As of December 31, 2021, we have outstanding $529.9 million aggregate principal amount of borrowings under the Term Loan and $9.6 million aggregate principal amount of borrowings under the Revolving Credit Facility (as defined above). If our cash flows and capital resources are insufficient to fund our debt service obligations, we may be forced to reduce or delay investments and capital expenditures or to sell assets, seek additional capital or restructure or refinance our indebtedness. Our ability to restructure or refinance our current or future debt will depend on the condition of the capital markets and our financial condition at such time. Any refinancing of our debt could be at higher interest rates and may require us to comply with more onerous covenants, which could further restrict our business operations. The terms of existing or future debt instruments may restrict us from adopting some of these alternatives. We cannot assure you that our business will be able to generate sufficient levels of cash or that future borrowings or other financings will be available to us in an amount sufficient to enable us to service our indebtedness and fund our other liquidity needs. In addition, our
indebtedness under the Credit Agreement (as defined below) bears interest at variable rates. Because we have variable rate debt, fluctuations in interest rates may affect our business, financial condition and results of operations.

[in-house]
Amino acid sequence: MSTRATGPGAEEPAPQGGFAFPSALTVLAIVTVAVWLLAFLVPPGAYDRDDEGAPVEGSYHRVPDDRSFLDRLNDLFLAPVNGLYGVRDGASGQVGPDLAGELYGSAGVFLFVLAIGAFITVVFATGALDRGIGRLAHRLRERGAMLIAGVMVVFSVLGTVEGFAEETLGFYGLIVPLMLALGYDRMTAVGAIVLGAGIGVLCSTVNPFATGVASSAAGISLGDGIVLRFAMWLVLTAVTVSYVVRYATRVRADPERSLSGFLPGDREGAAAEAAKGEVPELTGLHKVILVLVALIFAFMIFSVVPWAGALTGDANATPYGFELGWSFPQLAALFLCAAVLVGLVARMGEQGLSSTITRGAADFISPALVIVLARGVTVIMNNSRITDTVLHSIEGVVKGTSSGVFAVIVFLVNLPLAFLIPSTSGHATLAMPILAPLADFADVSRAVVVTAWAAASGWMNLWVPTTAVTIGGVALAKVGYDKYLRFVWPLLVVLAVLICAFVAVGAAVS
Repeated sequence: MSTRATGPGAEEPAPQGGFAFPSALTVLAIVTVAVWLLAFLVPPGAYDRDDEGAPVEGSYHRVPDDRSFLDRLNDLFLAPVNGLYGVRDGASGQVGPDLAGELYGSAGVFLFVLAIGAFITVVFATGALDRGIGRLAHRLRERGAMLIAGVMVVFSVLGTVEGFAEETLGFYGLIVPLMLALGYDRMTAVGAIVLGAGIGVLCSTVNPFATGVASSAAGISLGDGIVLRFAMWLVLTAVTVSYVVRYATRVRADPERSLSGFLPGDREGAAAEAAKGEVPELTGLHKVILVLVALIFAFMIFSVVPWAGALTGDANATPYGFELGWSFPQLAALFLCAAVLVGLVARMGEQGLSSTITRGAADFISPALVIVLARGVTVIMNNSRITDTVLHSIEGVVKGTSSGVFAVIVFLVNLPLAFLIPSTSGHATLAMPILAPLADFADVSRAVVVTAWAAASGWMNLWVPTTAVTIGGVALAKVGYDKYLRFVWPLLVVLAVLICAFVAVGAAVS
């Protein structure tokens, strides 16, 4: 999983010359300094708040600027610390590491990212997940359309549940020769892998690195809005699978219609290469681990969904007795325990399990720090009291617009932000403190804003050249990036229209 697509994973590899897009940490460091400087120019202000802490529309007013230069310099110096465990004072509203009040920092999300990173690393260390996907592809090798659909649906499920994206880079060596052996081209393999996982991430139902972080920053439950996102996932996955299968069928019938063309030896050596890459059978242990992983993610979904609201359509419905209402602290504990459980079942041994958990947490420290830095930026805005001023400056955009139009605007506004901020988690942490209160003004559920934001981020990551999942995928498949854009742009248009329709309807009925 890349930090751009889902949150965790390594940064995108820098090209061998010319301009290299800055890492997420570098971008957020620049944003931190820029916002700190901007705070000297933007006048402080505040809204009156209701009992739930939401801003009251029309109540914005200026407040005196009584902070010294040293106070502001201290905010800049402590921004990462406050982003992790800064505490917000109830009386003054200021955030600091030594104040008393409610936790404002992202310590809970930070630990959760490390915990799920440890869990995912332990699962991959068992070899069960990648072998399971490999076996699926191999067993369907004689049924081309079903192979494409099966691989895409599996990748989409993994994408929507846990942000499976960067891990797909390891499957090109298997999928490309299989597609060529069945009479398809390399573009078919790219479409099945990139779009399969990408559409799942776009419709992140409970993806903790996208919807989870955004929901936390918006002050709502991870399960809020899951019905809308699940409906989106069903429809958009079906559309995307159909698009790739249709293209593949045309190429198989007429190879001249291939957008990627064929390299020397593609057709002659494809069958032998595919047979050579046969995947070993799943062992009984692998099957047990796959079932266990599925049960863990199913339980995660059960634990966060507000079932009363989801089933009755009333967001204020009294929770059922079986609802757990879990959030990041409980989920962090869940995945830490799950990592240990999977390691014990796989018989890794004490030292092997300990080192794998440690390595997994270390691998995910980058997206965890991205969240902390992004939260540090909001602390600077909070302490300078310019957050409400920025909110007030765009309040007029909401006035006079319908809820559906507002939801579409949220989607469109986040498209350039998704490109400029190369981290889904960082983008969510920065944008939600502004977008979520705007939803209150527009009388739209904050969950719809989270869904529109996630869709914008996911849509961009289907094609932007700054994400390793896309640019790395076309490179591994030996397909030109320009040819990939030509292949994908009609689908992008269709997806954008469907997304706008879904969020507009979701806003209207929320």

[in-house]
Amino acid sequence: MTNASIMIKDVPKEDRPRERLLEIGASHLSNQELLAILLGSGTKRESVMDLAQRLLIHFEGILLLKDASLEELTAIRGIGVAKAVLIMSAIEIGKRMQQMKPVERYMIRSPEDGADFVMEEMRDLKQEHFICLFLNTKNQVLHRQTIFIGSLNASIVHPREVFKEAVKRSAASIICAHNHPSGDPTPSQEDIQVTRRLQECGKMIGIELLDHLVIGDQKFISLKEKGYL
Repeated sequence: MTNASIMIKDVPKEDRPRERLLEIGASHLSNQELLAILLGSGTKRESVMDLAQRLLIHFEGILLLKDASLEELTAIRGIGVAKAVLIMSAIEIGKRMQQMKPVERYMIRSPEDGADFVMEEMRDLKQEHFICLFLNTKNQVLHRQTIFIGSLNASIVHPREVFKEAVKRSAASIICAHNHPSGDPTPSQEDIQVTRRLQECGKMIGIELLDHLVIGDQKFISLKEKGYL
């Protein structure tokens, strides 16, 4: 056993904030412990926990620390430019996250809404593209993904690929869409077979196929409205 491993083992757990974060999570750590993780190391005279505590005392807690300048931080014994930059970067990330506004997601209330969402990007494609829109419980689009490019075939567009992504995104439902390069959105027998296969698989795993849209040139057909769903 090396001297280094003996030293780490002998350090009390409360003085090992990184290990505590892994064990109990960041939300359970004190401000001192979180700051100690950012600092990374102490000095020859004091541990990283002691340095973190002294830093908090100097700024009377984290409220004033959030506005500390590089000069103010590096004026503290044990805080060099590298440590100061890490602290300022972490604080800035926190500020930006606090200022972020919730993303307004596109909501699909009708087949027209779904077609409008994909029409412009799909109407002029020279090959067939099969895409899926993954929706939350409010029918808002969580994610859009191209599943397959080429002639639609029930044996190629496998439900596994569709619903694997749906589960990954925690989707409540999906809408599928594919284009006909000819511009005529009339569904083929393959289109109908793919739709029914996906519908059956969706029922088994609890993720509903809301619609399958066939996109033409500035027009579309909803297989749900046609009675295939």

Our Credit Agreement contains financial covenants and other restrictions on our actions that may limit our operational flexibility or otherwise adversely affect our business, financial condition and results of operations.
The terms of our Credit Agreement include a number of covenants that limit our ability to (subject to negotiated exceptions), among other things, incur additional indebtedness or issue preferred stock, incur liens on assets, enter into agreements related to mergers and acquisitions, dispose of assets or pay dividends and make distributions. The terms of our Credit Agreement may restrict our current and future operations and could adversely affect our ability to finance our future operations or capital needs. In addition, complying with these covenants may make it more difficult for us to successfully execute our business strategy and compete against companies which are not subject to such restrictions.